I made small adjustments, switching out the Gemma board for a Trinket, which is what I had available. Think of the Trinket and the Gemma as tiny Arduinos, sort of. They aren't equipped with as many pins, and actually work a bit differently. For example, with an Arduino Uno, I can connect via the serial USB, send data to the board and receive data back. The Trinket doesn't allow for serial connection over the USB, and requires something called a Bootloader. If you'd like to learn more, see this Overview of Trinket from Adafruit's Learning System.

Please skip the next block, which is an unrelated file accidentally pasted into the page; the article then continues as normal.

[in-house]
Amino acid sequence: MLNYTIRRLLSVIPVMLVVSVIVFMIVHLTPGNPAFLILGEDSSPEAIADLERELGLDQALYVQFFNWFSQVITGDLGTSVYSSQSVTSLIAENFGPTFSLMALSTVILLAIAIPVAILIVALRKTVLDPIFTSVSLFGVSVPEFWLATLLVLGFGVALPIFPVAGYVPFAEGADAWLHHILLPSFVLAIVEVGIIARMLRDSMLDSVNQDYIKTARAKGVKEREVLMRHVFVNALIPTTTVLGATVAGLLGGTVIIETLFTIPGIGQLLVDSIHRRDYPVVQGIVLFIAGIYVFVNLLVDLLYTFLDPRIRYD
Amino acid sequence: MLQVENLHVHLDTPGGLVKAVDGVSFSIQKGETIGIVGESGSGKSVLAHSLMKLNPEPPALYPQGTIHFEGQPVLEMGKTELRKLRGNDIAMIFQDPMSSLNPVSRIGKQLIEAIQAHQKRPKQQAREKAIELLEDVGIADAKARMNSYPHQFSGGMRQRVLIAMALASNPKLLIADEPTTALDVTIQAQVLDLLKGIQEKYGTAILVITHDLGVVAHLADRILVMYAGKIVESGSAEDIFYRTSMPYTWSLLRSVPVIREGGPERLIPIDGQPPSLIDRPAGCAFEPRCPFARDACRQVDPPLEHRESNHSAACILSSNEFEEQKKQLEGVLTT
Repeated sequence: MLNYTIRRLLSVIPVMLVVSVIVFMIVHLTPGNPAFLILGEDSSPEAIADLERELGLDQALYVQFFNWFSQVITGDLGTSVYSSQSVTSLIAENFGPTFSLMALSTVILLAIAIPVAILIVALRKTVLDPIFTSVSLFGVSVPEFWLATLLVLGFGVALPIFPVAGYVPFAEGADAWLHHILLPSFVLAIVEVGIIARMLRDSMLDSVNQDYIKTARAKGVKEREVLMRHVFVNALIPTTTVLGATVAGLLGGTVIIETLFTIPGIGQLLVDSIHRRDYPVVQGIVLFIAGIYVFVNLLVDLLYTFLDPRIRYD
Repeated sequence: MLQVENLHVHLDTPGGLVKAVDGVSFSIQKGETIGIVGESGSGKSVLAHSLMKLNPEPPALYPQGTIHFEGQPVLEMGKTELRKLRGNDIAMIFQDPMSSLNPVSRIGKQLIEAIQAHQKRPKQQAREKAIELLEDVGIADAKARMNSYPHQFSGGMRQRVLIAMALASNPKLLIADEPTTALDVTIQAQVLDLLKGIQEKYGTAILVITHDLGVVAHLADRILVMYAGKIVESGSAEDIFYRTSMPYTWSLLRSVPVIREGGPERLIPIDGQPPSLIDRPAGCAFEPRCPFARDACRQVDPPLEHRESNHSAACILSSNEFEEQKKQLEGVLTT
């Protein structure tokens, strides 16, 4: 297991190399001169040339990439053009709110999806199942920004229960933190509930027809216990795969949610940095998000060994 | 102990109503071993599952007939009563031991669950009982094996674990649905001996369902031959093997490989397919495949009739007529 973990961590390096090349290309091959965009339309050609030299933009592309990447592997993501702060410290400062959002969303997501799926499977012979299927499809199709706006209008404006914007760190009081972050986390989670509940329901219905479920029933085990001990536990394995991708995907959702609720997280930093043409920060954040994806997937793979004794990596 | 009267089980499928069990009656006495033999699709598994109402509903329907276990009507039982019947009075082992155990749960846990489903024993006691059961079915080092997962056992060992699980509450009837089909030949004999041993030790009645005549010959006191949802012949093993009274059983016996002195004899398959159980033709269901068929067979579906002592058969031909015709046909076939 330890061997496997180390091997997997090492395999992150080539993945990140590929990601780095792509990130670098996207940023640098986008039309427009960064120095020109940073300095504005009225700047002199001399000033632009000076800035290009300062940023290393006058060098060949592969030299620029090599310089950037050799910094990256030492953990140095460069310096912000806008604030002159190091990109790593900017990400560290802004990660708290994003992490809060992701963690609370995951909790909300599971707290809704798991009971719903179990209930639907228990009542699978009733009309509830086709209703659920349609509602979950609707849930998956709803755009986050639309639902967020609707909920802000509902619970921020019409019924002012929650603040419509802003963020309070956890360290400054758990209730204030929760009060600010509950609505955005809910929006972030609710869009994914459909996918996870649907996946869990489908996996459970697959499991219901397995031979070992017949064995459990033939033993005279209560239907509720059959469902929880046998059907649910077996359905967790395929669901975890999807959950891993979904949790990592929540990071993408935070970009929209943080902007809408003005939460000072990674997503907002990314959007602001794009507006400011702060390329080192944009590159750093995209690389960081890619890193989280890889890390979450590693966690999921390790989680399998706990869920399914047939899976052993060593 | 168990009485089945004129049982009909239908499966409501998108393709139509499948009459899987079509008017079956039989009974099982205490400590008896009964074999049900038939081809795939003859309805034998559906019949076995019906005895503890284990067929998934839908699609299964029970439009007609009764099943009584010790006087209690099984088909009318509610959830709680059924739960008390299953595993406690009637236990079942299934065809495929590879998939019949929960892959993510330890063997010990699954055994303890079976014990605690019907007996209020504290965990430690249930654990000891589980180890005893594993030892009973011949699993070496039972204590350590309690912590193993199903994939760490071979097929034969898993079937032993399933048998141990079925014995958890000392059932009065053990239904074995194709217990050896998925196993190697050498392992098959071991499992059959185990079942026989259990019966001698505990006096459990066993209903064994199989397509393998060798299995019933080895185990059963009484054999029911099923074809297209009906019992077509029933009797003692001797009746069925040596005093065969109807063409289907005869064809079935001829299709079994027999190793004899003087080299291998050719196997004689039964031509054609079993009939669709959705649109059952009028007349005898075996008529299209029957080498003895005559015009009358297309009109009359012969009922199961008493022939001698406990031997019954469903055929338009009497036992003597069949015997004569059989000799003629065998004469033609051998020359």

While there is a slight learning curve involved with getting Trinket to talk with the Arduino IDE, it was worth the time. The big advantages to Trinket (and Gemma) are size and cost. As you will see in the photos below, the Trinket is very tiny, and as of this writing, costs a mere $8.
I won't go over the tutorial, as that is available from the link above. I will say that it took some trial and error to get the soldering just the way it needed to be, and in the end I used a larger battery pack than what was stated as I knew the Trinket had a voltage regulator and could handle the extra input. Overall, a fun project!